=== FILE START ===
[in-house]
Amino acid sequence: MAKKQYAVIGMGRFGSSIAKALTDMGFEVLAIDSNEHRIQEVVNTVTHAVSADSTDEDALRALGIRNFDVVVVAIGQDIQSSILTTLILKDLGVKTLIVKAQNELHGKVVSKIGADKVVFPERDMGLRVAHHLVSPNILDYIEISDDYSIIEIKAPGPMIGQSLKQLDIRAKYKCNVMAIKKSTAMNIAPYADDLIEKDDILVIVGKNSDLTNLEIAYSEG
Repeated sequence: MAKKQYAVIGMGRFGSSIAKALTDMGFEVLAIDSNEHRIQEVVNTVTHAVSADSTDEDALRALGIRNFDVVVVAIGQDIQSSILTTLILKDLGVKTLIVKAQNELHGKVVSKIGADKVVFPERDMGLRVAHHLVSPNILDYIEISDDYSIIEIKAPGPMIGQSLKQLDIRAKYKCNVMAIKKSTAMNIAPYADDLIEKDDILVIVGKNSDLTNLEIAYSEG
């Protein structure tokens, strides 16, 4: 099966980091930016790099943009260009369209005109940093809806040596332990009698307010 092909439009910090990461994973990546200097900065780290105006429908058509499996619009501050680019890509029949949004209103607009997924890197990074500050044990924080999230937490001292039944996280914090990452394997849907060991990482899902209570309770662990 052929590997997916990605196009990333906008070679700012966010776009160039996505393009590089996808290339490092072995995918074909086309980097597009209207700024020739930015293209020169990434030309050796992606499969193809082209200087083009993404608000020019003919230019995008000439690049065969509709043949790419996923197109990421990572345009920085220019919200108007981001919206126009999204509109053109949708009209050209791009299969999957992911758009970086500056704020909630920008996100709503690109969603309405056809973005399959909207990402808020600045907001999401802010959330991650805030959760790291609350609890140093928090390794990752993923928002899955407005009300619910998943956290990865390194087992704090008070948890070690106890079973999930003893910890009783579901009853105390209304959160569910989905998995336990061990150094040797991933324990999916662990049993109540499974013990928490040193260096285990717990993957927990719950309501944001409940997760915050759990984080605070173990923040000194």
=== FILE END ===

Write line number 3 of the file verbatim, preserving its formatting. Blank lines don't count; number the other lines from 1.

Repeated sequence: MAKKQYAVIGMGRFGSSIAKALTDMGFEVLAIDSNEHRIQEVVNTVTHAVSADSTDEDALRALGIRNFDVVVVAIGQDIQSSILTTLILKDLGVKTLIVKAQNELHGKVVSKIGADKVVFPERDMGLRVAHHLVSPNILDYIEISDDYSIIEIKAPGPMIGQSLKQLDIRAKYKCNVMAIKKSTAMNIAPYADDLIEKDDILVIVGKNSDLTNLEIAYSEG